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One in six Malaysians could be automated

December 12, 2019
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According to a recent poll by MIT Technology Review Insights, half of business leaders in Malaysia consider AI to have positive values and are investing on a case-by-case basis.

While AI will bring efficiency and revenue growth to Malaysian businesses, the impact on the workforce is only beginning to be understood.

Malaysia’s economy is poised to embrace AI as a tool for enhancing productivity, improving accuracy, and delivering new digital products and services. According to a recent poll by MIT Technology Review Insights, half of business leaders in Malaysia consider AI to have positive value and are investing on a case-by-case basis. Some 62% consider AI to be one of the top three technologies that will transform their business over the next five years.

But young Malaysians are worried. A YouGov survey of over 1,000 Malaysians showed that a third believe their jobs are at risk of automation. Levels of concern were greater among respondents in lower income brackets.

Recently published data developed by MIT Technology Review and Faethm, a software-as-a-service analytics company that models the future of work, which models hundreds of job roles and tasks against 16 different classes of emerging technologies and taking country and industry tech-readiness into consideration, finds that job roles will be disappear.

In Malaysia, some 14% of current jobs are likely to be automated by technology within the next five years. The sectors that will be most greatly affected are manufacturing, with 21% of jobs at risk, followed by transportation (20%), administration services, utilities, and wholesale and retail (17% at risk in each sector).

Yet the other side of the AI story is the about the number jobs that will be supported and enhanced, or ‘augmented’, by AI. “There’s been some very alarming predictions,” says Michael Priddis, chief executive officer at Faethm, and “as a result of this, most people think that technology equals or will result in large scale large-scale automation.”

“In some cases, that’s true,” he says, “but at the same time technology will also augment work, so jobs will be retained but materially changed, and it will add jobs.”

In Malaysia, 10% of current jobs are likely to be augmented by AI within five years. The industries where the most roles will be augmented by AI are information and communication technologies and public administration (both 14% of roles), and healthcare (13%).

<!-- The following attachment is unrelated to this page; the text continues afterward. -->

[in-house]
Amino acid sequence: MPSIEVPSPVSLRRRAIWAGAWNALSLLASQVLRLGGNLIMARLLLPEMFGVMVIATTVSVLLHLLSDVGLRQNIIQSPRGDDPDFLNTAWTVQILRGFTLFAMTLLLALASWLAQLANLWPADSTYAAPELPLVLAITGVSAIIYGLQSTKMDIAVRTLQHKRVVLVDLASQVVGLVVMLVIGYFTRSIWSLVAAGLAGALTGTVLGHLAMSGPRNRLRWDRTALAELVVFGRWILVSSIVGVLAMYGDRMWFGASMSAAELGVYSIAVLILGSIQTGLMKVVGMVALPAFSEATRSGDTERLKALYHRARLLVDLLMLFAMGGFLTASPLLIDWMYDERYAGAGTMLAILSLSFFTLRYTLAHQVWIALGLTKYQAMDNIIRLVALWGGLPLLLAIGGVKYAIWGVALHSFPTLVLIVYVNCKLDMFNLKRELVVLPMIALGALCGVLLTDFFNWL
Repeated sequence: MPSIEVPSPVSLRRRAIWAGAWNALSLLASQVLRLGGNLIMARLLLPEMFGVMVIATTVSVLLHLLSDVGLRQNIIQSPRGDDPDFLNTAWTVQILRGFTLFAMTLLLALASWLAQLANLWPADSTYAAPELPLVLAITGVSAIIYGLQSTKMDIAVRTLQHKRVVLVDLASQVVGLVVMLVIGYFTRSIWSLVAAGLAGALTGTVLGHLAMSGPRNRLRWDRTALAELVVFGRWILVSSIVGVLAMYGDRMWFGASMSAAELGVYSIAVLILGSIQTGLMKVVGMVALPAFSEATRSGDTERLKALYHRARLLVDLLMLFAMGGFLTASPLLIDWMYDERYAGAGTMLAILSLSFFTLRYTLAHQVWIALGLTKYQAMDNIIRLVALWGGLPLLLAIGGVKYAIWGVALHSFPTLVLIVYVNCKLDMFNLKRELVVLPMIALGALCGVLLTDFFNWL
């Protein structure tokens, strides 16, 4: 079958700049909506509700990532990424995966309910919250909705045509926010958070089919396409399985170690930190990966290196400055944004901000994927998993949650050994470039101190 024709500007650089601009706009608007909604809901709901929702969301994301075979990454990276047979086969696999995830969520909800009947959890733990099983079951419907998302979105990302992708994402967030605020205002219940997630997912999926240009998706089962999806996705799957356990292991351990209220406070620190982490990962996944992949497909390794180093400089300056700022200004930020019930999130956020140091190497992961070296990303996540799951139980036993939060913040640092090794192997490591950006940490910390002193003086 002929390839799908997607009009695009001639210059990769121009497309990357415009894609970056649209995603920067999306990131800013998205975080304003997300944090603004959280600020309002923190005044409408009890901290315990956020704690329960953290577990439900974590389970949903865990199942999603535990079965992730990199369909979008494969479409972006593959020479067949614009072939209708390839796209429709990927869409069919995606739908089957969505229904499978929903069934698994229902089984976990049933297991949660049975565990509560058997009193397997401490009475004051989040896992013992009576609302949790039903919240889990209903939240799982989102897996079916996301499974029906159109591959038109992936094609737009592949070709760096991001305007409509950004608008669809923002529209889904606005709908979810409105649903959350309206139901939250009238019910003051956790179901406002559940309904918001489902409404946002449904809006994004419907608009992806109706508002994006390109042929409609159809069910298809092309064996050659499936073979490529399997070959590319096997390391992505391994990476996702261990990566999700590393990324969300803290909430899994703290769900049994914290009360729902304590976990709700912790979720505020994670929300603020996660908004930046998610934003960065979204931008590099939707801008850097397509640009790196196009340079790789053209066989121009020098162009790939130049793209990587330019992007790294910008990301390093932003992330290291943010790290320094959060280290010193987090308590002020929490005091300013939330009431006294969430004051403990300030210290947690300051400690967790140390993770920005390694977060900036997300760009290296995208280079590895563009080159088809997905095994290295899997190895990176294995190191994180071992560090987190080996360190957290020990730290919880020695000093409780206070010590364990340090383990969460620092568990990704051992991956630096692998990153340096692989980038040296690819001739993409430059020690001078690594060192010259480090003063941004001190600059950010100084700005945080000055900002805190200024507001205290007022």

Figure 1: Automation and augmentation of jobs in Malaysia within five years

Source: Compiled by MIT Technology Review Insights using data provided by Faethm, 2019

In the face of this disruptive wave of technology, Malaysians are being proactive and taking the opportunity to learn new skills. According to the YouGov poll, over half of respondents are learning additional technological skills and this jumps to three-quarters amongst those who believe their roles are “very likely” to be replaced by technology.


This article was originally published on MIT Insights

Trends & Digital Strategy: A Business Leader’s Guide to Cloud

April 28, 2021
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Unlike traditional infrastructure, the flexibility, accessibility and scalability of Cloud prepare enterprises and governments to stand resilient against any given circumstances and gives them competitive advantage in the market

Cloud solution has been a trending boardroom topic amongst leadership in Southeast Asia long before COVID-19.  Now with business continuity and remote working become the agenda to survive the pandemic, many have accelerated their cloud adoption and migration strategy. These proactive approaches to transform digitally can be witnessed across legacy enterprises from manufacturing to logistics.

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Southeast Asian Governments, Malaysia included, are shifting to a more favourable stance on cloud by amending national policies, creating frameworks and launching digital transformation (DX) initiatives. The Malaysia Digital Economy Blueprint, MyDIGITAL, for instance, is Malaysia’s national response to drive digitalisation amongst businesses and government agencies while bridging the digital divide across the country. To realise this ambition, in the first phase of the blueprint (2021-2022), the Government aims to move towards a paperless environment and migrate 80% of public data to hybrid Cloud systems by the end of 2022, but why?